King’s College London researchers have discovered 10 new genes linked to hearing loss.
The findings, published today in American Journal of Human Genetics, cast doubt on the understanding that age-related hearing loss is primarily rooted in sensory hair cells.
The researchers argue that the blood vessels, part of the cochlea in the ear, are a new target for treatments to help people with hearing loss. ‘
Many people gradually lose some of their ability to hear as they age and an estimated 2.4 billion people will have some form of hearing loss by 2050. Age-related hearing loss is a leading cause. lead to many years of living with a disability and is also a significant risk factor for dementia.
Genetics behind hearing loss
The team studied genetic analyzes previously performed in centers around the world using samples from 723,266 people from 17 studies with clinically diagnosed or self-reported hearing loss. force. This meta-analysis is one of the largest performed in the field of auditory genetics to date. The researchers identified 48 genes associated with hearing loss, including 10 new variants associated with hearing loss.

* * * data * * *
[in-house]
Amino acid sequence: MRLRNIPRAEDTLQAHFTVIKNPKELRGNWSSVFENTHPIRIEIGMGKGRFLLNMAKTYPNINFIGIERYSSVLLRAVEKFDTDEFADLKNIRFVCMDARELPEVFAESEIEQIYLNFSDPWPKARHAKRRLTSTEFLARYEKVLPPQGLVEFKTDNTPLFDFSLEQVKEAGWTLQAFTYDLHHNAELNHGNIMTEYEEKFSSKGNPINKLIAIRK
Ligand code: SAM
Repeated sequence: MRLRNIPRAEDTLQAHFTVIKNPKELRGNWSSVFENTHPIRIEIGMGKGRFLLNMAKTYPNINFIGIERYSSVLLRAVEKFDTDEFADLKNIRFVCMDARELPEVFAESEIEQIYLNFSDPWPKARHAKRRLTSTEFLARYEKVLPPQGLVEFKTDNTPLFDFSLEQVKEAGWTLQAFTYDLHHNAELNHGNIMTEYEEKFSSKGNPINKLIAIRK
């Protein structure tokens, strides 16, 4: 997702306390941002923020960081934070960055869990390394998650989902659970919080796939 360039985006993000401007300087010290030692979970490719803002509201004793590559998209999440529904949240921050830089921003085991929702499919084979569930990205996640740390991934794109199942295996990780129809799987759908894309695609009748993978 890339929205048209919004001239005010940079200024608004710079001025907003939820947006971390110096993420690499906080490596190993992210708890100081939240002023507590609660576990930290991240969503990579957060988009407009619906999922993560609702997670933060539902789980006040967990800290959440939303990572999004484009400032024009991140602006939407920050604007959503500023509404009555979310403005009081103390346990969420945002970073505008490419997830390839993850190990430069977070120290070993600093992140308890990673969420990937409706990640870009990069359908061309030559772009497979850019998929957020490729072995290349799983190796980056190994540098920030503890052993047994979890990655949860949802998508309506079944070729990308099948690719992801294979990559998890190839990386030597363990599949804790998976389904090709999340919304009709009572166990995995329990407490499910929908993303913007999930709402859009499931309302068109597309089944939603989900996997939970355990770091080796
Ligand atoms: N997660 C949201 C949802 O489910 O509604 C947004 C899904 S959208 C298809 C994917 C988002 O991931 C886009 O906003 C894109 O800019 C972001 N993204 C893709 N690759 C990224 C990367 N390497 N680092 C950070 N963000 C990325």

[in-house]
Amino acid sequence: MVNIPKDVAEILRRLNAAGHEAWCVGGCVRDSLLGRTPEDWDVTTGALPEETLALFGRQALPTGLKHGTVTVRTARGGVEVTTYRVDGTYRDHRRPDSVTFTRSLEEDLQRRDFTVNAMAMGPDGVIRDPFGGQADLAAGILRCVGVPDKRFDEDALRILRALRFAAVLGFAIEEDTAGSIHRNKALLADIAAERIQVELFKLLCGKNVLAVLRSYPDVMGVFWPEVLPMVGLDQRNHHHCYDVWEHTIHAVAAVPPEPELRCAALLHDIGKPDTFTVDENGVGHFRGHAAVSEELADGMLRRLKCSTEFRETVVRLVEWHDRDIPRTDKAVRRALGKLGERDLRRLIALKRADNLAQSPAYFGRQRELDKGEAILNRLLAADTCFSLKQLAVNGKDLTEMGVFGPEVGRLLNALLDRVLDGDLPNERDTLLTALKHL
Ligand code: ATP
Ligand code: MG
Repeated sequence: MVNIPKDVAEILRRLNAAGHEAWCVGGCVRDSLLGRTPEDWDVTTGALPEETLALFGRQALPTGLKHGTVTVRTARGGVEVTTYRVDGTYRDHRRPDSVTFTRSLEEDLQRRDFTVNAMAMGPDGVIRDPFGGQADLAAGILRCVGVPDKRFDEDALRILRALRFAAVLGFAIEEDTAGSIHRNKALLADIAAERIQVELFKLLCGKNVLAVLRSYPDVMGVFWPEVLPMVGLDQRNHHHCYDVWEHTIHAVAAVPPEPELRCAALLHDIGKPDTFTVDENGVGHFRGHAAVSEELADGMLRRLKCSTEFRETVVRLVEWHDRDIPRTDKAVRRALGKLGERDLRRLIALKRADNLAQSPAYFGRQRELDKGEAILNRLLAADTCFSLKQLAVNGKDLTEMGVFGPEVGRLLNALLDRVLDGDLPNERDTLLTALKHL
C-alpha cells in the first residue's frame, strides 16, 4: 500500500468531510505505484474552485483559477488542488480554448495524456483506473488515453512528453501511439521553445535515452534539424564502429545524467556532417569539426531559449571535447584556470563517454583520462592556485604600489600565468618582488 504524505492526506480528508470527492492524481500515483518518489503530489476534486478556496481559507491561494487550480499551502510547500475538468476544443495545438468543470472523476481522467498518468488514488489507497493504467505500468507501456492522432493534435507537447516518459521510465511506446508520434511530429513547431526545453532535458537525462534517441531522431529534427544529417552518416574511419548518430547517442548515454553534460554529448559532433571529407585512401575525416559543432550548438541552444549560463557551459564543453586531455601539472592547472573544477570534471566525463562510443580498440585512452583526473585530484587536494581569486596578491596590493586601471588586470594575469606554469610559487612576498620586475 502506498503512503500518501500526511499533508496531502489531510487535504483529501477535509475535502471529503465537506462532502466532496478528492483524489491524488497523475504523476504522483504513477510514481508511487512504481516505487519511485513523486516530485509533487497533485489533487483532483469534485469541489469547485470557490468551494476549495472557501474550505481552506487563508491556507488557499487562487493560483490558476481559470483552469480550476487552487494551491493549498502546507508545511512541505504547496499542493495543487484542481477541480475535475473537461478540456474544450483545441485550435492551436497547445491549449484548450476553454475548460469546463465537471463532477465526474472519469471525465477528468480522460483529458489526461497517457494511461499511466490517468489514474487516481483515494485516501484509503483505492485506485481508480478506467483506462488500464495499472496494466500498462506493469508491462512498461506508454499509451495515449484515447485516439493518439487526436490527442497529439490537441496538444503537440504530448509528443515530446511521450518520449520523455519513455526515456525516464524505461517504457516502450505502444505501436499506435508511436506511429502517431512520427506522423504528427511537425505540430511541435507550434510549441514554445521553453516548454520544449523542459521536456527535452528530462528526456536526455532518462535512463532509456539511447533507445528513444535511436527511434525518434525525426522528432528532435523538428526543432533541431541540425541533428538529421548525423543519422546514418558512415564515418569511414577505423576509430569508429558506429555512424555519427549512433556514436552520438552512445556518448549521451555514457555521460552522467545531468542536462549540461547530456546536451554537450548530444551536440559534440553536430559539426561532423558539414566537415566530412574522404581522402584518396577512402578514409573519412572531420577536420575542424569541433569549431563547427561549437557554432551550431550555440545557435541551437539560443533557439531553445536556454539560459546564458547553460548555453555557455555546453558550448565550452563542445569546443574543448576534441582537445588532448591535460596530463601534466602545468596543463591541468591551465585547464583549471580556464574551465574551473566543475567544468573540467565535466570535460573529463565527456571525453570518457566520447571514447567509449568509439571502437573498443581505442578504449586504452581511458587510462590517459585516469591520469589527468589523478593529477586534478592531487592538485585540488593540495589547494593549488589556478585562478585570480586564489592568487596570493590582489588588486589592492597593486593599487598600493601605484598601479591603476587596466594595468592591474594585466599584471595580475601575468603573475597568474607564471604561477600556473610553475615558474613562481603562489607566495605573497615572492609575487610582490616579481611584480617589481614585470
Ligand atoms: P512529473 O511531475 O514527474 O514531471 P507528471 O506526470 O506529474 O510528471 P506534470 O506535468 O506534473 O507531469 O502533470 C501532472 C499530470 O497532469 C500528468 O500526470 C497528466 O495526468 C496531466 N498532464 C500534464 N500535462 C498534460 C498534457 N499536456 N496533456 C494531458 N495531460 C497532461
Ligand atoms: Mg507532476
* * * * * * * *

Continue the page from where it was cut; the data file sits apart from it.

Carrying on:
Further analysis of the mouse genetics indicates that age-related hearing loss is caused by changes in the blood vessels essential for hearing. The results provide targets as a basis for future research that may improve therapies against hearing loss.
Co-lead author Frances Williams, professor at King’s College London, said: “Our findings identify 10 new genes that are associated with hearing loss. This study indicates genes that we can target. targeted for future screening, drug development and even gene therapy purposes. This research provides a solid foundation for ultimately improving therapies against hearing loss.”
Lead author Christopher R. Cederroth, an associate professor at the Karolinska Institutet, said: “It has been hypothesized since the 1970s that blood vessels may play some role in hearing loss in humans. , but molecular evidence for this is still lacking to this day. “